Swiss Army Tears: Deconstructed in one route. Mai Kawasumi cures her mother with her tears, and people eventually learn that her tears have the ability to rejuvenate anything, even after it has died. Unfortunately, since she's living in a modern setting, she gets swept up in a media circus that publicizes her powers, gets persecuted by the people around her for being different, and is eventually forced to leave her town.
Themed Harem: Childhood friends, with Shiori the odd one out.
There Are No Therapists: The girls' mental health thrives on Yuuichi helping them to discover their own strength, and just Yuuichi. Then again, a school nurse wouldn't help Mai if they had one because the administration hates her, Nayuki's main source of support, her mother Akiko, is hospitalized at the exact time that she needs her the most, Makoto's an animal in human form, Ayu's an astral projection, and Shiori isn't even supposed to be out.
Tomato Surprise: The true natures of both Makoto and the demons Mai is trying to kill are pretty big tomatoes by themselves, but the author pulls this twice in fairly-rapid succession with Ayu: 1) when Yuuichi first remembers her falling from the tree, and then 2) when Akiko tells him he's mistaken — she's not dead, just in a coma.
Tricksters: Yuuichi and Makoto bring this out in each other. Makoto nearly always gets the worse end of the deal; for all her effort, she's not all that skilled at trickery. Ironic, since she was actually a fox before a wish turned her into a human. (It's also quite likely she loses, at least in part, because she's in love with Yuuichi and what she really wants is to play with him, rather than actually defeat him. In fact, her whole reason for becoming human was to return to his side and spend time with him before her death.) See also Troll.
Troll: Yuuichi really seems to enjoy the reactions his snarky comments and strange explanations get. It helps that the girls are generally very gullible, but they start to catch on somewhat.
Verbal Tic: Ayu's "uguu", Makoto's "auu", Nayuki's "nyuu" when she's sleepy, Mai's "...", Sayuri's "hoe" and "ahaha".
Ayu's immaturity and repeated usage of the tic "uguu~" are all justified by the fact that she's basically still ten-year old Ayu Tsukimiya being projected by her comatose self.
What the Hell, Hero?: Some of the choices in the game lead Yuuichi to do some really nasty things to the girls that only serve to make him look like an utter asshole. One notable example being stomping Ayu's taiyaki bag into the snow.
Appropriately enough, Yuuichi gives Makoto a major one after she drops Piro off the bridge.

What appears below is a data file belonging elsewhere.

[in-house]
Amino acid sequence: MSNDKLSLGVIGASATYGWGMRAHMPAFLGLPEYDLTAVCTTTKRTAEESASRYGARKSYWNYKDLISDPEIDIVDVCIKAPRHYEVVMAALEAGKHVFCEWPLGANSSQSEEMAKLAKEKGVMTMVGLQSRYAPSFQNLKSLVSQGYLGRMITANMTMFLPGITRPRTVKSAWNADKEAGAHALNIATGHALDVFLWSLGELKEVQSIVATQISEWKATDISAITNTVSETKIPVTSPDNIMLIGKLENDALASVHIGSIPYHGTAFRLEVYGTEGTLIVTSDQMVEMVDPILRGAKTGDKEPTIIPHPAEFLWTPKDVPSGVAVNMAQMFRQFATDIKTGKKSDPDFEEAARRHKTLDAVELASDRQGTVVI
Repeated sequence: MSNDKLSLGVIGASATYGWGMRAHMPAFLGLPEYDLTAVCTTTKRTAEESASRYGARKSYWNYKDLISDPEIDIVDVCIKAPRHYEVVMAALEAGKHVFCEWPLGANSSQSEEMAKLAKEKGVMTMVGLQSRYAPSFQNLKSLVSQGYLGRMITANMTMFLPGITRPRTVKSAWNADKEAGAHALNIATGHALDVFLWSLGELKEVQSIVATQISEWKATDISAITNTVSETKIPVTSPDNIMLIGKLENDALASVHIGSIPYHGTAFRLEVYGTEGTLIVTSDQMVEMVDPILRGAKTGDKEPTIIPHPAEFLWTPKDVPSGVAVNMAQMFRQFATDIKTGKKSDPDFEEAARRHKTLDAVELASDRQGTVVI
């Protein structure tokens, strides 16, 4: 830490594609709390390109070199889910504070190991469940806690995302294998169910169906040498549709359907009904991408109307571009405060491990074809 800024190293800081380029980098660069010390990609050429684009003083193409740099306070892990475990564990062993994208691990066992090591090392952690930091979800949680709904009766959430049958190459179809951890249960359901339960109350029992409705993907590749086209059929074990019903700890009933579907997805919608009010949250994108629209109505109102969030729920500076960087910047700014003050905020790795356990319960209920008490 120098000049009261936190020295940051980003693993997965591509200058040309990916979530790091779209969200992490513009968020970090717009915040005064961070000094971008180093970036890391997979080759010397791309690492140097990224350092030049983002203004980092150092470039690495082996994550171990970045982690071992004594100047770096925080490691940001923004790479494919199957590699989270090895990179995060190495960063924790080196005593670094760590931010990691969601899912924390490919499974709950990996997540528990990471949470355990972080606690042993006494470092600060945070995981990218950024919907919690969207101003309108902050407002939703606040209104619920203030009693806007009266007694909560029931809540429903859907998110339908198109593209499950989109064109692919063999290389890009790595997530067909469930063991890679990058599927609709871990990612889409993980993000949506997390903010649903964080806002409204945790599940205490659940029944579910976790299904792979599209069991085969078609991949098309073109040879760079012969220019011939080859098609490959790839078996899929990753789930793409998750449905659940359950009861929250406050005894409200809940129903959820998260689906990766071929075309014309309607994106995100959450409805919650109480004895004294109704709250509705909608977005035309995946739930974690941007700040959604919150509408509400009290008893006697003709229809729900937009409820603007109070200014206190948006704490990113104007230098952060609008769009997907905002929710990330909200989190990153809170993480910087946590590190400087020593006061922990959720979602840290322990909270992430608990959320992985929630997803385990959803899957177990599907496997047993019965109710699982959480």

Willing Suspension of Disbelief: In the anime, since they have 5 characters to go through in 24 episodes which sums up around 3-5 episodes per girl, post deduction of the exposition; that means the plot for each arc / route has to advance quickly; which enforces Ass Pull characters or motives to appear without any explanation or proper legitimization to advance the plot. But the viewer is willing to avert one's gaze away specifically because of the limited number of episodes. The prime example of this would be the fact the protagonist goes one love interest after the other in such a short time.
Big Brother Attraction: Ayu calls Yuuichi "oniichan", despite their being the same age. This appears to be to shock readers used to an Ayu ending in every adaptation into realizing that, hey, this ain't the Kanon they're used to.
Establishing Character Moment: Everyone whose personality is markedly different gets one. Yuuichi starts a snark war with Nayuki that goes far past any other Yuuichi's limits to how rude he can be, and Nayuki is just as rude back. And Shiori? Shiori wraps a rock in her shawl, tosses it at Yuuichi and Kitagawa, and blames it on the wind.
I Have No Younger Sister: In this version, Nayuki actually knows from the start that Kaori and Shiori are sisters and says so even when Kaori's denying it to her face, which makes the relationship dynamics somewhat more messed up than usual.
Love Triangle: Nayuki insinuates that a Type 4 is going on between Sayuri, Mai, and Yuuichi. Whether Sayuri actually does love Mai is up for debate, but the mangaka probably knew the pairing's popularity.
Off Model: Say what you want about Key's own art style, but this takes getting used to.
Spoiled Sweet: Shiori; she even acts up-front about her illness instead of hiding it because she's used to people treating her better if they know she's dying, but she's still one of the nicest people around. (Okay, in a manga where Minase Nayuki is a complete jerk, "nicest" is relative...)